Now, we know there’s a ‘national day’ for most things nowadays (Ice Cream for Breakfast Day, anyone?), but this weekend, there will be celebrations for one we think is quite important. Celebrated on the 21st February every year since 2000, International Mother Language Day is all about promoting awareness of linguistic diversity and celebrating multilingualism.
Here at Matinée Multilingual, we are passionate about all things language and communication, so IMLD is right up our street. So, why is it important? And what can we learn this year from International Mother Language Day?
Why do we celebrate International Mother Language Day?
Although International Mother Language Day has been celebrated annually since 2000, its origins actually date back much further.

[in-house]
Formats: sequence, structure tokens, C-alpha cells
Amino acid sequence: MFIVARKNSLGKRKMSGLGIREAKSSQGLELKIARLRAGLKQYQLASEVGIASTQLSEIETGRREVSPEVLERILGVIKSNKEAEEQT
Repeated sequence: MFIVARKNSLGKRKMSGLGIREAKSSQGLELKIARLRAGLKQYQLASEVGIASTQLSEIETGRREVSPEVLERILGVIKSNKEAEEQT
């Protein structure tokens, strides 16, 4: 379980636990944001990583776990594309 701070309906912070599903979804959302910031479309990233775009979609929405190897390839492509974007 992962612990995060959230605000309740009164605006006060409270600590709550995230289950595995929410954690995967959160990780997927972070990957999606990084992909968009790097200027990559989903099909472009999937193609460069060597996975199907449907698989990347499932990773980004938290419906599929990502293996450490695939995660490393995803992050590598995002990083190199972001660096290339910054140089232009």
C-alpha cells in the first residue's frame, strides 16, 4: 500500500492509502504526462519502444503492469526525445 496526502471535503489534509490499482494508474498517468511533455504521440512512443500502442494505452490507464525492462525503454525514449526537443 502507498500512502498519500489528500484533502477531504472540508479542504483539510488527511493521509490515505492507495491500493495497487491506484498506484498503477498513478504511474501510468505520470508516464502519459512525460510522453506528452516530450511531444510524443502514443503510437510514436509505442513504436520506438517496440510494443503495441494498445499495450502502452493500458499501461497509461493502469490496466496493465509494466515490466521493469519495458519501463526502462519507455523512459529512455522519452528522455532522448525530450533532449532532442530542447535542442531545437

In the late 1940s, the division of the Bengal province led to unrest regarding the national language of the newly-formed East Pakistan. The government declared Urdu as the sole national language, sparking outrage amongst the population, the majority of whom were Bengali speakers.
These protests led to the deaths of four young students on February 21st 1952, who died as a result of police officers opening fire at the demonstrators. Despite this tragedy, it was another four years before Bengali was announced as a national language on February 29th 1956.
Held on the anniversary of their deaths, International Mother Language Day remembers the four students who died fighting for the right to use their mother language. The day, organised by the United Nations, aims to promote linguistic diversity, encourage people to maintain their mother language, and celebrate the benefits of multilingualism.
The UN are passionate about safeguarding linguistic diversity, and see International Mother Language Day as a chance to promote this, as more and more languages become endangered. Each year, increasing numbers of languages from around the world disappear, which is one of the main concerns IMLD hopes to address.